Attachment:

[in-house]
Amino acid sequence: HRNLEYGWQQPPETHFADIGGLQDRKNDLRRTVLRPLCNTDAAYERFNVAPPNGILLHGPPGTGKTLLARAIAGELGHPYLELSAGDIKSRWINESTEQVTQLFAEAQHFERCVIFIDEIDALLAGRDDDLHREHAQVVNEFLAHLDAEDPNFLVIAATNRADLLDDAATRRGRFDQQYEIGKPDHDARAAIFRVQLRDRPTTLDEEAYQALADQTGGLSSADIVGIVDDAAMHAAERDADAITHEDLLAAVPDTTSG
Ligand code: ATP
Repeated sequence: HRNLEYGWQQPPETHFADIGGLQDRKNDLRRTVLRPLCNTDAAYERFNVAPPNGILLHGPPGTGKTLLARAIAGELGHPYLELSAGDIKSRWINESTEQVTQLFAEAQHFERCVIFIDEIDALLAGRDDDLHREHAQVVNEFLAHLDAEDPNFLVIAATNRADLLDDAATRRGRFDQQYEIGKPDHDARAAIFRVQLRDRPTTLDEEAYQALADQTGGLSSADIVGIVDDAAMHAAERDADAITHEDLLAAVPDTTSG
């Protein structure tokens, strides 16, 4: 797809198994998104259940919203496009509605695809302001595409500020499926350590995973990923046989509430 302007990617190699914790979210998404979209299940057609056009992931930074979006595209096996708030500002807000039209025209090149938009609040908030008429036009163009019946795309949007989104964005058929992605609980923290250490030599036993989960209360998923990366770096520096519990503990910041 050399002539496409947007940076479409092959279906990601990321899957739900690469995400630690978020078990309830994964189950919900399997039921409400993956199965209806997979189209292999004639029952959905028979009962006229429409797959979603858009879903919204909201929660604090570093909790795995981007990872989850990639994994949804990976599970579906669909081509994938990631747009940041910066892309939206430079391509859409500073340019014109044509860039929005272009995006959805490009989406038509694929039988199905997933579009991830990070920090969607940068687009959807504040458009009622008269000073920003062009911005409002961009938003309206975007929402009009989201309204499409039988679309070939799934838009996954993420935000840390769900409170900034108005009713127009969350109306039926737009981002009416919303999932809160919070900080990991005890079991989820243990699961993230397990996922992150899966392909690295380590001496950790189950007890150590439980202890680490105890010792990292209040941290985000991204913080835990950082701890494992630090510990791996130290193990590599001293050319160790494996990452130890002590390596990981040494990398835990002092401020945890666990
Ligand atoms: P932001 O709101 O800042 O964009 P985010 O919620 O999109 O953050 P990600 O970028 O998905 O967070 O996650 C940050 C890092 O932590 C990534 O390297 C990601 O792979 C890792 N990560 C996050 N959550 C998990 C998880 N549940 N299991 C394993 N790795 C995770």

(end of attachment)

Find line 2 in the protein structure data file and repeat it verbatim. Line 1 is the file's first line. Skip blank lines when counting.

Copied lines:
Amino acid sequence: HRNLEYGWQQPPETHFADIGGLQDRKNDLRRTVLRPLCNTDAAYERFNVAPPNGILLHGPPGTGKTLLARAIAGELGHPYLELSAGDIKSRWINESTEQVTQLFAEAQHFERCVIFIDEIDALLAGRDDDLHREHAQVVNEFLAHLDAEDPNFLVIAATNRADLLDDAATRRGRFDQQYEIGKPDHDARAAIFRVQLRDRPTTLDEEAYQALADQTGGLSSADIVGIVDDAAMHAAERDADAITHEDLLAAVPDTTSG